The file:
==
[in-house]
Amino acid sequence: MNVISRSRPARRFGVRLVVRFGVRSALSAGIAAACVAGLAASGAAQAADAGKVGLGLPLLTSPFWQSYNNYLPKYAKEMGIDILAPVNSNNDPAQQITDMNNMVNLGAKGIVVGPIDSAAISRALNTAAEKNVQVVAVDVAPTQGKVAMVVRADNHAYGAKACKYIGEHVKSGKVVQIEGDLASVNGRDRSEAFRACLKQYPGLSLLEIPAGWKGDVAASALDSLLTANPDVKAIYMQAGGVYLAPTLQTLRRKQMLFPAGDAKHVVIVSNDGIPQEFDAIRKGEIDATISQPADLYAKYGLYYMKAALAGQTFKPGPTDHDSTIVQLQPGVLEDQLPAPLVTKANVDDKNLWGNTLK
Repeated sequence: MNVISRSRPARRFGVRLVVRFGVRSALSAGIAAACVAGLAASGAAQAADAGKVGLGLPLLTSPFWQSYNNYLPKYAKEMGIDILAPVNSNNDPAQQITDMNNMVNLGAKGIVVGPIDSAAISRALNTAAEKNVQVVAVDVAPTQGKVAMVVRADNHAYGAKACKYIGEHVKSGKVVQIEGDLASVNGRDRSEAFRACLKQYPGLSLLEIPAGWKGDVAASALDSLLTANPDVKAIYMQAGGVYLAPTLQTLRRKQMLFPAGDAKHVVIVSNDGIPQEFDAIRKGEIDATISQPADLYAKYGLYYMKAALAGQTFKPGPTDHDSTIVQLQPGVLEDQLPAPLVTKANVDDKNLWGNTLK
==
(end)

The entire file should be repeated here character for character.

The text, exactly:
[in-house]
Amino acid sequence: MNVISRSRPARRFGVRLVVRFGVRSALSAGIAAACVAGLAASGAAQAADAGKVGLGLPLLTSPFWQSYNNYLPKYAKEMGIDILAPVNSNNDPAQQITDMNNMVNLGAKGIVVGPIDSAAISRALNTAAEKNVQVVAVDVAPTQGKVAMVVRADNHAYGAKACKYIGEHVKSGKVVQIEGDLASVNGRDRSEAFRACLKQYPGLSLLEIPAGWKGDVAASALDSLLTANPDVKAIYMQAGGVYLAPTLQTLRRKQMLFPAGDAKHVVIVSNDGIPQEFDAIRKGEIDATISQPADLYAKYGLYYMKAALAGQTFKPGPTDHDSTIVQLQPGVLEDQLPAPLVTKANVDDKNLWGNTLK
Repeated sequence: MNVISRSRPARRFGVRLVVRFGVRSALSAGIAAACVAGLAASGAAQAADAGKVGLGLPLLTSPFWQSYNNYLPKYAKEMGIDILAPVNSNNDPAQQITDMNNMVNLGAKGIVVGPIDSAAISRALNTAAEKNVQVVAVDVAPTQGKVAMVVRADNHAYGAKACKYIGEHVKSGKVVQIEGDLASVNGRDRSEAFRACLKQYPGLSLLEIPAGWKGDVAASALDSLLTANPDVKAIYMQAGGVYLAPTLQTLRRKQMLFPAGDAKHVVIVSNDGIPQEFDAIRKGEIDATISQPADLYAKYGLYYMKAALAGQTFKPGPTDHDSTIVQLQPGVLEDQLPAPLVTKANVDDKNLWGNTLK